Introduction to speed reduction
We're all painfully aware of the dangers of speeding, but we've all been guilty of it at some point. Speed has long been known to be one of the primary factors in most road traffic collisions. This factor increases both the risk of the accident occurring to begin with and the severity once said accident happens.
I'll always remember the harrowing road safety advert with the child stating "if you hit me at 40 miles per hour there's around an 80% chance I'll die, hit me at 30 and there's around an 80% chance I'll live"
So, let's talk about some of the speed reduction measures out there. First of all there's the 'SLOW' signs, often seen painted on the road or 'reduce speed now' on the signs next to the road. The primary issue here, is that for regular users of the road, for example local residents and commuters, these signs quickly lose their efficiency as we become desensitised to them and simply stop noticing them.
Another method of traffic calming are roundabouts which we are very used to here in the UK, but our friends in the US may not be as familiar with them. Roundabouts are effective at traffic calming and segregation, however they require intensive planning and are generally much more costly. One way streets follow a similar ilk.
Following these, governments, councils and businesses have a wide range of options to choose from, but as well as doing the job at hand well, the measures must also be cost effective.
Humps and bumps and cushions
Righto, now speed bumps and humps - a lot of the time these are used interchangeably, but they are different. Let's start with the similarity, they're both examples of vertical deflections, the benefits of which are consistent. Unlike signage, bumps and humps don't lose their effectiveness over time as regardless of whether or not you are used to them being there, you must still slow down.
Speed bumps and humps are made of rubber, asphalt or plastic with metal and concrete options available (metal and concrete versions will not 'give' as rubber will so vehicle damage is more likely).
Now the differences:
Speed bumps - a shorter travel distance than humps, these essentially create TWO bumps over which the car must travel (the front axle will completely cross the bump prior to the rear axle), unlike speed humps. This results in a more turbulent crossing if moving at a higher speed, making speed bumps a more aggressive form of speed reduction. Speed bumps usually require the driver to slow to around 5-10mph.Speed humps - these can span the entire width of the road if need be and have a much wider surface area making them much more suited to roads where speed needs to be reduced but it is not convenient to slow vehicles down to 5mph. Speed humps generally allow vehicles to keep up a speed of 15-20mph.
Speed cushions - these are of a similar construction to speed humps with the exception of wheel cut outs at certain widths. These are in place to obstruct regular cars and passenger vehicles while allowing vehicles with a larger wheel width to pass freely, emergency services for example. Other vehicles are forced to slow down.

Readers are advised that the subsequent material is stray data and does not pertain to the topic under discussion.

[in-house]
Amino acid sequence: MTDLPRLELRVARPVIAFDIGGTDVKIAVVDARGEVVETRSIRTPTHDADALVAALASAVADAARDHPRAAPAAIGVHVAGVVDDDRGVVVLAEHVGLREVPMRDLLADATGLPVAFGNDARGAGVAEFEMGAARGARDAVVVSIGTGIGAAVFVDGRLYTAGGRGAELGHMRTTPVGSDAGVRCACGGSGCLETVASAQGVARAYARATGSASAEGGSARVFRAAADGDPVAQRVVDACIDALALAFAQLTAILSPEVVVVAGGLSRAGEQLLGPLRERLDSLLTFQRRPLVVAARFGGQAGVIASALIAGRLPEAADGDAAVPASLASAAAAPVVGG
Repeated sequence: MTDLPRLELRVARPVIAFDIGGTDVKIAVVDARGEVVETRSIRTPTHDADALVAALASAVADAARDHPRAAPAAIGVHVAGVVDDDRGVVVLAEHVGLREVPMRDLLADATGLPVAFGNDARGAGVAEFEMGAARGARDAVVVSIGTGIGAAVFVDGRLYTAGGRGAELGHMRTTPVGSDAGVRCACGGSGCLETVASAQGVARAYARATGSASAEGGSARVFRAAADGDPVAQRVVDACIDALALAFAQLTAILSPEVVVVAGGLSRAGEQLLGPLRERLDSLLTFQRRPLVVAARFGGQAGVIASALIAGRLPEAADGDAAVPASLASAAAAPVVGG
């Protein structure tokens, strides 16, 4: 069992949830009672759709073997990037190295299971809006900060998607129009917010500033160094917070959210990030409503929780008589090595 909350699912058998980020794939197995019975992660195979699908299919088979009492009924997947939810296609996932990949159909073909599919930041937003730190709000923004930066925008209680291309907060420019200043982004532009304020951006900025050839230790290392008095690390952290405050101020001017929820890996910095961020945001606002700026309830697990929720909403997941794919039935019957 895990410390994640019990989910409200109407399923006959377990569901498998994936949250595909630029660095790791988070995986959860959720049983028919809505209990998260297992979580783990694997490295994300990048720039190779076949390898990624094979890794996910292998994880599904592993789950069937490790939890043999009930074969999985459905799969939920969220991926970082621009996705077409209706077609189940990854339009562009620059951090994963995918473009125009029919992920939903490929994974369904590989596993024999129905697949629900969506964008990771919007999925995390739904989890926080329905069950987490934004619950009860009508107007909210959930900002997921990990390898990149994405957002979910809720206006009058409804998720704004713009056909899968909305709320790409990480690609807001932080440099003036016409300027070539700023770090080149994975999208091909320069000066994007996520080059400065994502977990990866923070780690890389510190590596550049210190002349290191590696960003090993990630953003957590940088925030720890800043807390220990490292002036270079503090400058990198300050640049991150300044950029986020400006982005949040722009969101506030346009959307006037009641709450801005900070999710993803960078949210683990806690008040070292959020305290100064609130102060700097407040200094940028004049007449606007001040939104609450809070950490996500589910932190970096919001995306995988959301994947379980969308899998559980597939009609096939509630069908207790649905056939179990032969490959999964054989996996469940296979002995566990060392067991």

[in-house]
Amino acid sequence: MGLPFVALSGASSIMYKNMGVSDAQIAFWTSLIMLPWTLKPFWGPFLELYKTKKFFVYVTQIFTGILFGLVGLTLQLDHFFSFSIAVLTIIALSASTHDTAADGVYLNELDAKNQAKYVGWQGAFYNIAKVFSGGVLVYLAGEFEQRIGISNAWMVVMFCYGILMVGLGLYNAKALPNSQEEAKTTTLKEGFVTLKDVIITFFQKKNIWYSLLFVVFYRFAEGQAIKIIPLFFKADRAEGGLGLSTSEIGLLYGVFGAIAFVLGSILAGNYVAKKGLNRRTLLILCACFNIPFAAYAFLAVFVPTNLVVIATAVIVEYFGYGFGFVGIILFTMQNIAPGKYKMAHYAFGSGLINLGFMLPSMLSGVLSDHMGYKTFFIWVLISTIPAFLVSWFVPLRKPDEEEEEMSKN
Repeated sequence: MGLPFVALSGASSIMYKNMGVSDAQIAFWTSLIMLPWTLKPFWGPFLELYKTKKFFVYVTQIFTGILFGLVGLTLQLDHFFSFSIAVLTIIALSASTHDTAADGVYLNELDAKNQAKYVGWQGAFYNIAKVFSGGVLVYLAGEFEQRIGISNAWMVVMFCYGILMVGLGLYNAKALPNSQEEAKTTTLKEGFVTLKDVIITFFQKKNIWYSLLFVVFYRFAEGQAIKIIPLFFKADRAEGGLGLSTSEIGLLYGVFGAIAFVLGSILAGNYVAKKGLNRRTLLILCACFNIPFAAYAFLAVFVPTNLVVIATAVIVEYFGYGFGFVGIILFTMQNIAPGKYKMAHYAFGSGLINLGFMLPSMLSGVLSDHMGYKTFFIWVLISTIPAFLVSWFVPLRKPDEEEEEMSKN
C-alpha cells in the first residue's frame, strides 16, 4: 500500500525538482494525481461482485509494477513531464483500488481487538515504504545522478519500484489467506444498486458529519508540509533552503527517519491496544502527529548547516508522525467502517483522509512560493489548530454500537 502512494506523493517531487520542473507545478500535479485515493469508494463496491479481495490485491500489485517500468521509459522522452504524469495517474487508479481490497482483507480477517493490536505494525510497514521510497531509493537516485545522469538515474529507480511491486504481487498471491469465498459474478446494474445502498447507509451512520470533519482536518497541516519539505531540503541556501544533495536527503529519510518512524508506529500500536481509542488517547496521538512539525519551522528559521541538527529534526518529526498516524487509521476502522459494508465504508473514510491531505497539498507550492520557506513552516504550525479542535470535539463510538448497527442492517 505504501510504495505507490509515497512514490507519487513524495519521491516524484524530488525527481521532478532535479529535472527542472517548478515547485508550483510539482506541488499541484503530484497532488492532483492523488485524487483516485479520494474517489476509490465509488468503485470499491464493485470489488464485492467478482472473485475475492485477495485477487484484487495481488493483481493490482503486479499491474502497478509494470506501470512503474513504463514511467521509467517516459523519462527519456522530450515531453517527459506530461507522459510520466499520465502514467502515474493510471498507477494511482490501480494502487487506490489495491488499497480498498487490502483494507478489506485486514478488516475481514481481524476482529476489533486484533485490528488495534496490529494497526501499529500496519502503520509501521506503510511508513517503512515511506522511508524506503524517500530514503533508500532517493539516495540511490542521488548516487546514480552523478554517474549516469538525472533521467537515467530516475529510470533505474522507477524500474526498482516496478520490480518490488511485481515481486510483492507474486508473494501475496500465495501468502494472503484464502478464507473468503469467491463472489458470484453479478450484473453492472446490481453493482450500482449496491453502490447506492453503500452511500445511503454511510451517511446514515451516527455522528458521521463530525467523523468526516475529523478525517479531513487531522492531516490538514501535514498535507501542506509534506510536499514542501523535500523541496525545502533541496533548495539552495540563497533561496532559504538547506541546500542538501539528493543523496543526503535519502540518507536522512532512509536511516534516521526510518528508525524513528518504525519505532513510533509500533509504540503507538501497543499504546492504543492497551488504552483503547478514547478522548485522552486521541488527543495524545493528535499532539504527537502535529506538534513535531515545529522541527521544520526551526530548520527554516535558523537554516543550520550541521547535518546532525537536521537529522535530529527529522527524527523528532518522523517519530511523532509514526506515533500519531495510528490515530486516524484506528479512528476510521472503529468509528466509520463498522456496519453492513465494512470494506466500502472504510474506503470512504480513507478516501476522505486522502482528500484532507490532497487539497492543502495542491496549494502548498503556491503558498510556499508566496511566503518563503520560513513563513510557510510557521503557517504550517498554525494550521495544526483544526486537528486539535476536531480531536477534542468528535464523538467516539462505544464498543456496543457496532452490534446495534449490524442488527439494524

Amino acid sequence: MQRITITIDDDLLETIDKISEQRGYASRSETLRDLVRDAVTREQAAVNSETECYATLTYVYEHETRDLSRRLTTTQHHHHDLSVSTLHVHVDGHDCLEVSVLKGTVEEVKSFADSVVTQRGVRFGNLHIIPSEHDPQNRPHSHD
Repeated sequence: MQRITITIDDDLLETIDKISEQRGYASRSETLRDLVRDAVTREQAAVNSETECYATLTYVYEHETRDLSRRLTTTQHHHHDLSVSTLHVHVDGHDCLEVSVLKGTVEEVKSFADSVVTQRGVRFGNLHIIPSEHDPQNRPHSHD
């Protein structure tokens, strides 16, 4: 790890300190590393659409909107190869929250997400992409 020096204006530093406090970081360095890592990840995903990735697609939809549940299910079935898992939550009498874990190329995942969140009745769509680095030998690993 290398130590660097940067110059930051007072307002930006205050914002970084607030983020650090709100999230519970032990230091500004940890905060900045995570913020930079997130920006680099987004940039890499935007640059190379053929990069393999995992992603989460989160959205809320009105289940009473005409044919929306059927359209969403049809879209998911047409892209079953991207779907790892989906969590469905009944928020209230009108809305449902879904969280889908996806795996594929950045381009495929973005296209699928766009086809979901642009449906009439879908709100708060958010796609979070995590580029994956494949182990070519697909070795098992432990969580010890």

Placement of speed reduction measures
Where? Speed bumps, humps and cushions should always be placed on level surfaces as gradients can alter the total height, creating a more aggressive impact than wanted. Driveways, curbs and street lights include other considerations.
Can drivers see it? Streetlights also play a part in visibility, which is our next consideration - drivers are unable to reduce their speed, regardless of whether or not they want to if they cannot see the speed reduction measures which are in place. Signage, reflective strips and high-visibility material can and should be used where required to ensure they're highly visible.
What's the weather like? Take into consideration the weather in your country. For example, here in the UK we get a lot of rain but this year in early 2018 we had an uncharacteristically large amount of snow for a protracted period of time, followed by (what felt immediately!) an uncharacteristically long heat wave. In the snow, would the speed humps and bumps been visible? This is where signage is a necessity. It's better to have it and not need it than need it and not have it.
What should it be made of? We've looked at this briefly before - brick and concrete will not flex, resulting in a greater risk of damage to the vehicle. Rubber and plastic generally cause less damage as there is a certain degree of flexibility, as well as being able to use recycled materials.
On a final note
- More aggressive in controlling traffic
- Force drivers to reduce speed to around 5-10mph
- Travel length starts at 6inches
- Height from 3-6 inches
- Typically used around stores, schools and pedestrian zones.
- The lesser aggressive of the two
- Reduce speed to between 15-20mph
- Typical height is 2-4 inches
- Speed humps help to keep traffic moving
- Suited to high traffic areas
It's been thrown around before that speed bumps are a contributor to air pollution. There is very little evidence to suggest that the implementation of speed bumps has had a negative effect on the climate. Air pollution is of course worse in high traffic areas, however this is not a result of the traffic calming. Removing traffic calming measures in the majority of cases would simply put people at risk.